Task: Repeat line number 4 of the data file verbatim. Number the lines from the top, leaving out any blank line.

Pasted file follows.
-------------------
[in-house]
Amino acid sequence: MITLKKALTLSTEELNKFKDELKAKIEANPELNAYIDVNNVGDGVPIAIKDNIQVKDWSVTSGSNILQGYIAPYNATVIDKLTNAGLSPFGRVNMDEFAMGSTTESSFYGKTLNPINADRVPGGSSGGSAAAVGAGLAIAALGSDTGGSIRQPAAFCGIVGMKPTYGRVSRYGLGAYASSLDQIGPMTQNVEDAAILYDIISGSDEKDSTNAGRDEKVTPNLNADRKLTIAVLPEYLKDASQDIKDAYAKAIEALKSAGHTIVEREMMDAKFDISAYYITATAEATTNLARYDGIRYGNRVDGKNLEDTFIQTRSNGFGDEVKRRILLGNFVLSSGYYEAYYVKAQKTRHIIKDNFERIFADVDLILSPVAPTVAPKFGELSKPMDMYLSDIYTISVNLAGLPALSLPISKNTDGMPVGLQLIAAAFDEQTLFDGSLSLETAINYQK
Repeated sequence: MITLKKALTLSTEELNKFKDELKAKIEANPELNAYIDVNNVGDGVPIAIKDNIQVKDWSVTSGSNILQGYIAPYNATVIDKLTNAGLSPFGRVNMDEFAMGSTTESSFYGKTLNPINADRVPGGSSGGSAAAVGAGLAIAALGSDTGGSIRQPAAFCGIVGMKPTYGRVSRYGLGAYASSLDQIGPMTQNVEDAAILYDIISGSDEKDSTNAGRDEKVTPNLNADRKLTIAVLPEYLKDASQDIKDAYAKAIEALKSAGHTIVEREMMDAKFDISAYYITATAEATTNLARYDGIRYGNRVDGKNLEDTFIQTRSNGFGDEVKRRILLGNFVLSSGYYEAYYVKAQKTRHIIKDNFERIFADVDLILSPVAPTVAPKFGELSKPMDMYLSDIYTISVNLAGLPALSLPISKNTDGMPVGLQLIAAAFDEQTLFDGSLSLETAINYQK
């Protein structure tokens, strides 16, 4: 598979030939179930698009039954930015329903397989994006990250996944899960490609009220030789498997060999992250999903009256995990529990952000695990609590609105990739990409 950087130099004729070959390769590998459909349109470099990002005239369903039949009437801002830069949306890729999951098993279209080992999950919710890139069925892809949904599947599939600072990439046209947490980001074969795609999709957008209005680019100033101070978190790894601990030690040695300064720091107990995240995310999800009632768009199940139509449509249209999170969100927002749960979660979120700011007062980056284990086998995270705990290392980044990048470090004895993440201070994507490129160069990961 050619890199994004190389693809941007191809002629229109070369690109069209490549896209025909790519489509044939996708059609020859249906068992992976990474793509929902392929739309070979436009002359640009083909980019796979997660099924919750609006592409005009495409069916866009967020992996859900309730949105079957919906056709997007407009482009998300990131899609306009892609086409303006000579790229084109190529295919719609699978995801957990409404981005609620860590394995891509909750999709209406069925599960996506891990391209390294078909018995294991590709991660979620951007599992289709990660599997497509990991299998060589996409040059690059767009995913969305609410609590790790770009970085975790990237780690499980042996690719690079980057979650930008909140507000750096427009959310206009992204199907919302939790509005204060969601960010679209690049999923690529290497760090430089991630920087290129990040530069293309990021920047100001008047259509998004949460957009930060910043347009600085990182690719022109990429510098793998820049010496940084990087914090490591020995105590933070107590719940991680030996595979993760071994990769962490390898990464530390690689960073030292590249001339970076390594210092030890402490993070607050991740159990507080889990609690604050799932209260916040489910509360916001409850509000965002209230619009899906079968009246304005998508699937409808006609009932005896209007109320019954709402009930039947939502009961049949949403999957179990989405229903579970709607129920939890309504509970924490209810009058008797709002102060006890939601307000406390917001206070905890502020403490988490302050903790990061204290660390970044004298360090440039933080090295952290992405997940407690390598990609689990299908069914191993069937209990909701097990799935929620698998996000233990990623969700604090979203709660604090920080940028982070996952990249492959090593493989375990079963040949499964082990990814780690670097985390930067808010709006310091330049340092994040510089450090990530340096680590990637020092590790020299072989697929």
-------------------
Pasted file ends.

């Protein structure tokens, strides 16, 4: 598979030939179930698009039954930015329903397989994006990250996944899960490609009220030789498997060999992250999903009256995990529990952000695990609590609105990739990409 950087130099004729070959390769590998459909349109470099990002005239369903039949009437801002830069949306890729999951098993279209080992999950919710890139069925892809949904599947599939600072990439046209947490980001074969795609999709957008209005680019100033101070978190790894601990030690040695300064720091107990995240995310999800009632768009199940139509449509249209999170969100927002749960979660979120700011007062980056284990086998995270705990290392980044990048470090004895993440201070994507490129160069990961 050619890199994004190389693809941007191809002629229109070369690109069209490549896209025909790519489509044939996708059609020859249906068992992976990474793509929902392929739309070979436009002359640009083909980019796979997660099924919750609006592409005009495409069916866009967020992996859900309730949105079957919906056709997007407009482009998300990131899609306009892609086409303006000579790229084109190529295919719609699978995801957990409404981005609620860590394995891509909750999709209406069925599960996506891990391209390294078909018995294991590709991660979620951007599992289709990660599997497509990991299998060589996409040059690059767009995913969305609410609590790790770009970085975790990237780690499980042996690719690079980057979650930008909140507000750096427009959310206009992204199907919302939790509005204060969601960010679209690049999923690529290497760090430089991630920087290129990040530069293309990021920047100001008047259509998004949460957009930060910043347009600085990182690719022109990429510098793998820049010496940084990087914090490591020995105590933070107590719940991680030996595979993760071994990769962490390898990464530390690689960073030292590249001339970076390594210092030890402490993070607050991740159990507080889990609690604050799932209260916040489910509360916001409850509000965002209230619009899906079968009246304005998508699937409808006609009932005896209007109320019954709402009930039947939502009961049949949403999957179990989405229903579970709607129920939890309504509970924490209810009058008797709002102060006890939601307000406390917001206070905890502020403490988490302050903790990061204290660390970044004298360090440039933080090295952290992405997940407690390598990609689990299908069914191993069937209990909701097990799935929620698998996000233990990623969700604090979203709660604090920080940028982070996952990249492959090593493989375990079963040949499964082990990814780690670097985390930067808010709006310091330049340092994040510089450090990530340096680590990637020092590790020299072989697929």